Global Children’s Nonprofit Believes 10 Million Children May Never Return To School Post-Virus

by Stephanie Kaloi

The health crisis around the world is having a serious impact on billions of people in many different ways.

Children are a particularly vulnerable part of the population, and they’re also enduring some truly heavy burdens right now. Global nonprofit Save the Children has issued a dire forecast: The organization believes that the massive upheaval could result in at least 9.7 million children leaving school forever.

The troubling warning comes as countries around the world continue to contend with the virus. Save the Children believes that both deep cuts to education and rising poverty around the world will be the two biggest reasons why many children may never return to school.

Inger Ashing, the organization’s CEO, believes that allowing countries to suspend their debt-repayment agreements could help: “It would be unconscionable to allow resources that are so desperately needed to keep alive the hope that comes with education to be diverted into debt repayments.”

Allowing countries to suspend their debt-repayment programs could free up to $14 billion that could then be used to help keep children in schools. The organization is also calling on countries to ensure that they are using their budgets to help children gain and maintain access to distance learning options throughout the crisis.

The impact of the virus on education is only just starting to be understood. Save the Children’s report states, “In a mid-range budget scenario, the agency estimates that the recession will leave a shortfall of $77 billion in education spending in some of the poorest countries in the world over the next 18 months. In a worst-case scenario, under which governments shift resources from education to other [virus] response areas, that figure could climb to an astonishing $192 billion by the end of 2021.”

Inger Ashing also noted, “Around 10 million children may never return to school — this is an unprecedented education emergency and governments must urgently invest in learning. Instead, we are at risk of unparalleled budget cuts which will see existing inequality explode between the rich and the poor, and between boys and girls.”

“We know the poorest, most marginalised children who were already the furthest behind have suffered the greatest loss, with no access to distance learning — or any kind of education — for half an academic year.”

Prior to the outbreak of the virus, at least 258 million children already struggled to gain access to education.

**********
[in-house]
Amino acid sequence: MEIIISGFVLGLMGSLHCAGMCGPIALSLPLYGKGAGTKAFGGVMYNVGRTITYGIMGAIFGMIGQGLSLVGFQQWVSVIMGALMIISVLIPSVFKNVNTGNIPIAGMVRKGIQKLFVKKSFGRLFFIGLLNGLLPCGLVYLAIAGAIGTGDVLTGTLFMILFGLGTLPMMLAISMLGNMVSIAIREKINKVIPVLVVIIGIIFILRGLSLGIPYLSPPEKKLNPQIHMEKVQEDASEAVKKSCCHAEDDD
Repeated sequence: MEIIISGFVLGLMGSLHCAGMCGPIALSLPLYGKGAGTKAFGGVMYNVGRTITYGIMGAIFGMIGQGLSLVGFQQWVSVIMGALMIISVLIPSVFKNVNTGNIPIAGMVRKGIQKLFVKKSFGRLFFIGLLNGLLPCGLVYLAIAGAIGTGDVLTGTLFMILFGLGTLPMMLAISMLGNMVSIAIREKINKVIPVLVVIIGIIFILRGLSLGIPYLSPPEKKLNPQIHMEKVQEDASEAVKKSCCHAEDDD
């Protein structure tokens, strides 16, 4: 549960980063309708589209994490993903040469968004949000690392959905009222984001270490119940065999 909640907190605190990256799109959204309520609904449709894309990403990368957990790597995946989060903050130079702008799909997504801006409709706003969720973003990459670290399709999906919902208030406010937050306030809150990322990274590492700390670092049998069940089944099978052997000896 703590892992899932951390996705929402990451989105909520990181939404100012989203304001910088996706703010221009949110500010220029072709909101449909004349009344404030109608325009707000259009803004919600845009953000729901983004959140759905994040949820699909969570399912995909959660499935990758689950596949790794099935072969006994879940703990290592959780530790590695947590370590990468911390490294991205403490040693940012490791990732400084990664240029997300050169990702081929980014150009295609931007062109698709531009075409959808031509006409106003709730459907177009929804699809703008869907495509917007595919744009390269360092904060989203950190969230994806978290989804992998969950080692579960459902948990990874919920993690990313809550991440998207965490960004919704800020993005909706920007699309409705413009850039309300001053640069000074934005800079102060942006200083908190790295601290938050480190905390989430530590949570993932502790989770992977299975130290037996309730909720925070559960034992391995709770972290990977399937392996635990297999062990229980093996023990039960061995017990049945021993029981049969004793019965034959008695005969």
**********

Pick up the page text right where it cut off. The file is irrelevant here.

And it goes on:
One of the children, a 15-year-old girl from Ethiopia, shared her worries about not being able to return to the school she loves:

“Three months ago, things were very good for me. I was enjoying school in grade six. When we were in school, we used to play with our friends and learn. The school also used to provide us with a meal every day. Now after this virus, I can’t go to school, and I can’’t see my friends. I miss my school and my friends so much.”

“It has been nearly three months since schools were closed and like many of the children here, I spend most of my time looking after the livestock and I sometimes help my mother with household chores like cleaning and cooking.”

Boys and girls have been negatively impacted by the virus, and many girls are especially at risk for not returning to school. The longer children are at home, the more likely teenage girls will become the victims of gender-based violence or be coerced into child marriage and/or teenage pregnancy. These factors make it exponentially harder, if not impossible, for young girls to return to school even if their governments are supporting the education system.

Save the Children and other organizations are providing materials that children need to be successful at distance learning, but they estimate that there are still 500 million children who have absolutely no access to distance learning at all. Additionally, many children who are living in impoverished homes may have parents who struggle with literacy and who are unable to help them with their schoolwork.

Inger added, “If we allow this education crisis to unfold, the impact on children’s futures will be long-lasting. The promise the world has made to ensure all children have access to quality education by 2030, will be set back by years.”

“Governments should be putting the interests of children before the claims of creditors. Whether they live in a refugee camp in Syria, a conflict zone in Yemen, a crammed urban area, or remote rural village: all children have a right to learn, to develop, to build a better future than their parents might have had. Education is the basis for that, and we can’t afford to let [the virus] get in the way.”

While families around the world are trying to come up with the best solutions for their own children — is school safe or not? — and teachers are struggling with balancing their fears for themselves and their students, it’s also worth remembering that these struggles are definitely global and that they manifest in numerous ways.